11. Jay R. Ritter, Initial Public Offering, 2 Contemp. Fin. Dig. 5 (1998).

12. Re-Jin Guo, Baruch Lev & Charles Shi, Explaining the Short- and Long-Term IPO Anomalies in the US by R&D, 33 J. Bus. Fin. & Acct. 550 (2006).

13. Chen-Iung Chin, Picheng Lee & Gary Kleinman, IPO Anomalies and Innovation Capital, 27 Rev. Quantitative Fin. Acct. 67 (2006).

14. Blodget, supra note 5.

15. Michael B. Heeley, Sharon F. Matusik & Neelam Jain, Innovation, Appropriability, and the Underpricing of Initial Public Offerings, 50 Acad. Mgmt. J. 209 (2007).

16. Id.

17. Wolfgang Bessler & Claudia Bittelmeyer, Patents and the Performance of Technology Firms: Evidence from Initial Public Offerings in Germany, 22 Fin. Markets & Portfolio Mgmt. 323 (2008).

18. Press Release, supra note 2.

19. Yael V. Hochberg, Alexander Ljungqvist & Yang Lu, Whom You Know Matters: Venture Capital Networks and Investment Performance, 62 J. Fin. 251 (2007).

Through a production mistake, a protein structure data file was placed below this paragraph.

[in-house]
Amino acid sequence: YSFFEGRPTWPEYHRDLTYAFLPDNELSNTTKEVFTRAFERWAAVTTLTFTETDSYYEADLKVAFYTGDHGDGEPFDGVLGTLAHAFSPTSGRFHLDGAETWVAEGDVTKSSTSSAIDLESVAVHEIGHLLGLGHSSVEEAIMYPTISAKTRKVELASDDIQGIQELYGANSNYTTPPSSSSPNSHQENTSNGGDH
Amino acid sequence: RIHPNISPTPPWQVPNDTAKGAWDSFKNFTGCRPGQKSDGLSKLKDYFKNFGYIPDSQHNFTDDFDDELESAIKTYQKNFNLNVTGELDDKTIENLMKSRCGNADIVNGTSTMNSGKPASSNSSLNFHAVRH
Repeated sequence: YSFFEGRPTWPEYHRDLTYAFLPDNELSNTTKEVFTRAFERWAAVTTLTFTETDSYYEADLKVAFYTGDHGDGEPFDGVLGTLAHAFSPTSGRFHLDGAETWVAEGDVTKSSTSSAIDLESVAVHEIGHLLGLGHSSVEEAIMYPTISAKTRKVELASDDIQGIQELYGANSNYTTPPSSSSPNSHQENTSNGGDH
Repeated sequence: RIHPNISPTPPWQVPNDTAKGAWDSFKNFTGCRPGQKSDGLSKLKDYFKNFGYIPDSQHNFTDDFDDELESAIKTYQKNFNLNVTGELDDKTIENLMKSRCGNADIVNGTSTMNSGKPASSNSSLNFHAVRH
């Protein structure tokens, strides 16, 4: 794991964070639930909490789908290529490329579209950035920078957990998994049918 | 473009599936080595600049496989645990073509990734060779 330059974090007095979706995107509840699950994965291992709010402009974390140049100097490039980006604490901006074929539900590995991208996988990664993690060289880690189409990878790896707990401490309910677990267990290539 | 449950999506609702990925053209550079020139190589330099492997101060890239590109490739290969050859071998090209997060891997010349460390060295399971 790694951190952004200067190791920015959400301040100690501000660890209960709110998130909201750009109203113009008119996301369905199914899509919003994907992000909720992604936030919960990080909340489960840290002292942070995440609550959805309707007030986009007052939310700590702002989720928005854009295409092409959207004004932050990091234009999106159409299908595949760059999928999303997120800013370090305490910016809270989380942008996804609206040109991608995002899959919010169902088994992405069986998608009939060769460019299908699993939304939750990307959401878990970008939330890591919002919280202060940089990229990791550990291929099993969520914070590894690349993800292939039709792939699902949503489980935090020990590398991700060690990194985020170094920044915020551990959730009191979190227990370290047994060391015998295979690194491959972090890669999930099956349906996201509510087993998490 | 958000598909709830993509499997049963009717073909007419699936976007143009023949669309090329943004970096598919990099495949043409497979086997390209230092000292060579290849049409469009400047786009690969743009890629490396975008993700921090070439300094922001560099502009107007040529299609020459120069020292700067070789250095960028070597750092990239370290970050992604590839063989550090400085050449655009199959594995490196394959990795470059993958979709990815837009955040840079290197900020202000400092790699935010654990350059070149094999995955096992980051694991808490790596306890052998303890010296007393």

20. Heeley et al., supra note 15.

21. Id.

22. Hsu & Ziedonis, supra note 8.

23. Heeley et al., supra note 15.

24. Serena Morricone, Federico Munari & Raffaele Oriani, Proceedings of the IV EPIP Conference in Bologna, Italy, on Measuring the Value of IPR: Theory, Business Practice, and Public Policy: IPO Performance and Strategic Management of IPRs: Evidence from the US Semiconductor Industry (2009), available at

25. Id.

26. Zynga Prospectus, NASDAQ (Dec. 15, 2011),

27. Austin Kilgore, Zillow IPO Filing Reveals Suits, Am. Banker, Apr. 25, 2011, available at

28. Zynga Prospectus, supra note 26.

29. Salyer, supra note 7.


The TASA Group: When the property is intellectual, the smart choice is TASA.




Support Hurricane Relief



  • Subscriptions

  • More Information

  • Contact Us

Advancing Intellectual Property Law®